George Hulka Jr. received a Bronze Star and survived the D-Day invasion at Normandy during his decorated military career. Now at age 100, he added another accomplishment: high school graduate. Hulka went to a one-room school until eighth grade, but in the 1920s high school wasn’t available in rural New York. A state program allows World War II, Korea, and Vietnam veterans to receive a diploma. Hulka graduated in June with his 19-year-old great-grandson and a 91-year-old World War II veteran, Thomas Smith.
Linda Rolain, a woman suing over Nevada’s Obamacare health exchange, died on June 30 of complications from her illness. Rolain, who had a brain tumor, was part of a 150-person class-action lawsuit against the contractor that set up her state’s health exchange, Nevada Health Link. Rolain’s family said her tumor was treatable when it was first diagnosed in 2013, but it became terminal in the spring while she was dealing with enrollment problems and waiting on her coverage to take effect. Rolain, 64, finally had surgery in May.
Former Olympian and prisoner of war Louis Zamperini died on July 1 at age 97. Zamperini rose to international fame with the 2010 biography Unbroken, which remains No. 4 on The New York Times bestseller list. After competing in the 1936 Olympics, Zamperini survived a plane crash, 47 days adrift in the Pacific, and two years of brutality in a Japanese prison camp. He later professed faith in Christ at a Billy Graham crusade and forgave those who tortured him. A feature length film about Zamperini’s life will open Dec. 25.
Ahmed Abu Khattala, the suspected ringleader of the 2012 terrorist attack in Benghazi, Libya, pleaded not guilty during a brief June 28 court appearance in Washington, D.C. At the conclusion, the presiding judge told Khattala—who had a public defender—he had been advised of his “constitutional rights.” Republicans have criticized the Obama administration for taking 21 months to make an arrest and sending Khattala to a civilian court instead of a military tribunal.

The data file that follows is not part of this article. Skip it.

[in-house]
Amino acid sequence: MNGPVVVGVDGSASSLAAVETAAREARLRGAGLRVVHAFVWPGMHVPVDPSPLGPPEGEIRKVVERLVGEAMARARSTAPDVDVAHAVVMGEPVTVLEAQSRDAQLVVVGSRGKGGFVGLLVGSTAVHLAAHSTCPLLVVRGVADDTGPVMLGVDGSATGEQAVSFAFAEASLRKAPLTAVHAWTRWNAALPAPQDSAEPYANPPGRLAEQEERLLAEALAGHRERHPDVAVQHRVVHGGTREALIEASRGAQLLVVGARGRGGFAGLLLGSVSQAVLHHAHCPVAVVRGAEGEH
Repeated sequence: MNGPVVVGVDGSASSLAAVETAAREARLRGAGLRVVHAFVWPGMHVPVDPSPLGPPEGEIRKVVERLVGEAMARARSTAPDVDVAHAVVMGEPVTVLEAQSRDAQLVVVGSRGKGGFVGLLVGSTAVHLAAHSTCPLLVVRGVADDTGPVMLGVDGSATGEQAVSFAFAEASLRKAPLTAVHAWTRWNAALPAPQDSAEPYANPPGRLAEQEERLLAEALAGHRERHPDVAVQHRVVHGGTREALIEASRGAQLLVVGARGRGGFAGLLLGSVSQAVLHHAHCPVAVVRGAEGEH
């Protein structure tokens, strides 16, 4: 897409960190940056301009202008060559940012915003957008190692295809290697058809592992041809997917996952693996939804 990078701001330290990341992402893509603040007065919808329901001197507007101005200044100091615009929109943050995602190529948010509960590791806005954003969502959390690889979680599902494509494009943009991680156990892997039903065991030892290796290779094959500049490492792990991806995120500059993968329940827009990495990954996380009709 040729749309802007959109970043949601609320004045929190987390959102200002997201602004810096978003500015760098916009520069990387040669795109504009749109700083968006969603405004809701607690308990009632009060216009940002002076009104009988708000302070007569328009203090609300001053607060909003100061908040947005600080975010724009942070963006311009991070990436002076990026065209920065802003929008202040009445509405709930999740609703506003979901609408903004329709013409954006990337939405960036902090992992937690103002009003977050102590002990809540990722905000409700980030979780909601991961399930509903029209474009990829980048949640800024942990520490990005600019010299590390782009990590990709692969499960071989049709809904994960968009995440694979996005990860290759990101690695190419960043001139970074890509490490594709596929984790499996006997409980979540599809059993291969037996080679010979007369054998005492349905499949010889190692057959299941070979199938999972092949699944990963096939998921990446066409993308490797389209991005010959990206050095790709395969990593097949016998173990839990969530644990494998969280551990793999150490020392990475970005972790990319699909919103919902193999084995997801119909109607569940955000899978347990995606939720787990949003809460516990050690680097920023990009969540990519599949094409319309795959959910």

Eduard Shevardnadze, the last Soviet foreign minister and an architect to ending the Cold War, died on July 7 at 86. Shevardnadze joined Mikhail S. Gorbachev to enact a policy of “perestroika,” or change, which preceded the Soviet Union’s dissolution in 1991. Shevardnadze in 1995 became president of Georgia, one of the many republics created from former Soviet states, but resigned in 2003 amid corruption allegations. Georgia’s Supreme Court invalidated elections it said he rigged in 2002 and 2003—violating laws he sponsored.
China’s push to root out corruption reached new heights on June 30: The Communist Party expelled retired military commander Xu Caihou after an internal investigation revealed he took bribes for military promotions. Xu’s future now rests in the hands of prosecutors, who will open a criminal investigation. Chinese President Xi Jinping, who took office last year, has promised to clean up the Communist Party and reform the country’s military.